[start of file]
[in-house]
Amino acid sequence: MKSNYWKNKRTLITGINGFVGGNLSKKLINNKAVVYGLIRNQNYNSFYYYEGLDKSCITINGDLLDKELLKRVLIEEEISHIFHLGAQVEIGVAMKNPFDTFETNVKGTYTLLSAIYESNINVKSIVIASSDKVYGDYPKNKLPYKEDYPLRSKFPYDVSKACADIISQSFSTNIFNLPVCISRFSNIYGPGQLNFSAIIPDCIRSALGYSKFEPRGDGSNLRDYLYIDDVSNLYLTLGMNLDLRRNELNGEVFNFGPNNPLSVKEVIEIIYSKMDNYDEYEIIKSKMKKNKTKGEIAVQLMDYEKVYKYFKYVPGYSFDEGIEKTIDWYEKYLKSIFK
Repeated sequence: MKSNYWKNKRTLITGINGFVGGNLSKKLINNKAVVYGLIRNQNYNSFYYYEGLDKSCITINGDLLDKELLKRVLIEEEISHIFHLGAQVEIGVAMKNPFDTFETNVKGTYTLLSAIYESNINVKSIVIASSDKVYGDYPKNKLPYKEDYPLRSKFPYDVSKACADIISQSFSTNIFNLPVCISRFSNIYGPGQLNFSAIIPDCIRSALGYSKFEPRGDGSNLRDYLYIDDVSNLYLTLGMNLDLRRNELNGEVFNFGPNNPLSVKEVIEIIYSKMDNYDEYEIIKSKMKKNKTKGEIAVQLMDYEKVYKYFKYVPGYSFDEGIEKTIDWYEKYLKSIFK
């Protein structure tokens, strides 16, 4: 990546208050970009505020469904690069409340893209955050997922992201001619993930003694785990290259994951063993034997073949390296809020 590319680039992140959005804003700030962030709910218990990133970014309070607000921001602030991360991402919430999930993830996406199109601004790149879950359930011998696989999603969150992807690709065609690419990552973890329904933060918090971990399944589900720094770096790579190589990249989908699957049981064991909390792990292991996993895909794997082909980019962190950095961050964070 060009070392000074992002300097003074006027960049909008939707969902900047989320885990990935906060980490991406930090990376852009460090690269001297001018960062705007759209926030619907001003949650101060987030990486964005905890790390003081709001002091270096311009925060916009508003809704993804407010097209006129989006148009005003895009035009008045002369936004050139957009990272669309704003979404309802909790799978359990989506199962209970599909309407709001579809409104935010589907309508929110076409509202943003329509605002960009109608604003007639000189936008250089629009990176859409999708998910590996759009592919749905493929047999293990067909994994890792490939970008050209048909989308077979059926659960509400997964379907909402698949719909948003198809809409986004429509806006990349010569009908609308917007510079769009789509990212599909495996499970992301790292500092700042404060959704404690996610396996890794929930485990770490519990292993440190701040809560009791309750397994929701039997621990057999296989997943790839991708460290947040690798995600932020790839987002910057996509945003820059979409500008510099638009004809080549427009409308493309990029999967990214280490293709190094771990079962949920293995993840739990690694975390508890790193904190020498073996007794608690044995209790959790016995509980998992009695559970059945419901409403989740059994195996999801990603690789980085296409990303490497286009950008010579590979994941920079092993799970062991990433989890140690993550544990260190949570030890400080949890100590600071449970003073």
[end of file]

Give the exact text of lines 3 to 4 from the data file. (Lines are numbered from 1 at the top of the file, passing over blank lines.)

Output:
Repeated sequence: MKSNYWKNKRTLITGINGFVGGNLSKKLINNKAVVYGLIRNQNYNSFYYYEGLDKSCITINGDLLDKELLKRVLIEEEISHIFHLGAQVEIGVAMKNPFDTFETNVKGTYTLLSAIYESNINVKSIVIASSDKVYGDYPKNKLPYKEDYPLRSKFPYDVSKACADIISQSFSTNIFNLPVCISRFSNIYGPGQLNFSAIIPDCIRSALGYSKFEPRGDGSNLRDYLYIDDVSNLYLTLGMNLDLRRNELNGEVFNFGPNNPLSVKEVIEIIYSKMDNYDEYEIIKSKMKKNKTKGEIAVQLMDYEKVYKYFKYVPGYSFDEGIEKTIDWYEKYLKSIFK
């Protein structure tokens, strides 16, 4: 990546208050970009505020469904690069409340893209955050997922992201001619993930003694785990290259994951063993034997073949390296809020 590319680039992140959005804003700030962030709910218990990133970014309070607000921001602030991360991402919430999930993830996406199109601004790149879950359930011998696989999603969150992807690709065609690419990552973890329904933060918090971990399944589900720094770096790579190589990249989908699957049981064991909390792990292991996993895909794997082909980019962190950095961050964070 060009070392000074992002300097003074006027960049909008939707969902900047989320885990990935906060980490991406930090990376852009460090690269001297001018960062705007759209926030619907001003949650101060987030990486964005905890790390003081709001002091270096311009925060916009508003809704993804407010097209006129989006148009005003895009035009008045002369936004050139957009990272669309704003979404309802909790799978359990989506199962209970599909309407709001579809409104935010589907309508929110076409509202943003329509605002960009109608604003007639000189936008250089629009990176859409999708998910590996759009592919749905493929047999293990067909994994890792490939970008050209048909989308077979059926659960509400997964379907909402698949719909948003198809809409986004429509806006990349010569009908609308917007510079769009789509990212599909495996499970992301790292500092700042404060959704404690996610396996890794929930485990770490519990292993440190701040809560009791309750397994929701039997621990057999296989997943790839991708460290947040690798995600932020790839987002910057996509945003820059979409500008510099638009004809080549427009409308493309990029999967990214280490293709190094771990079962949920293995993840739990690694975390508890790193904190020498073996007794608690044995209790959790016995509980998992009695559970059945419901409403989740059994195996999801990603690789980085296409990303490497286009950008010579590979994941920079092993799970062991990433989890140690993550544990260190949570030890400080949890100590600071449970003073």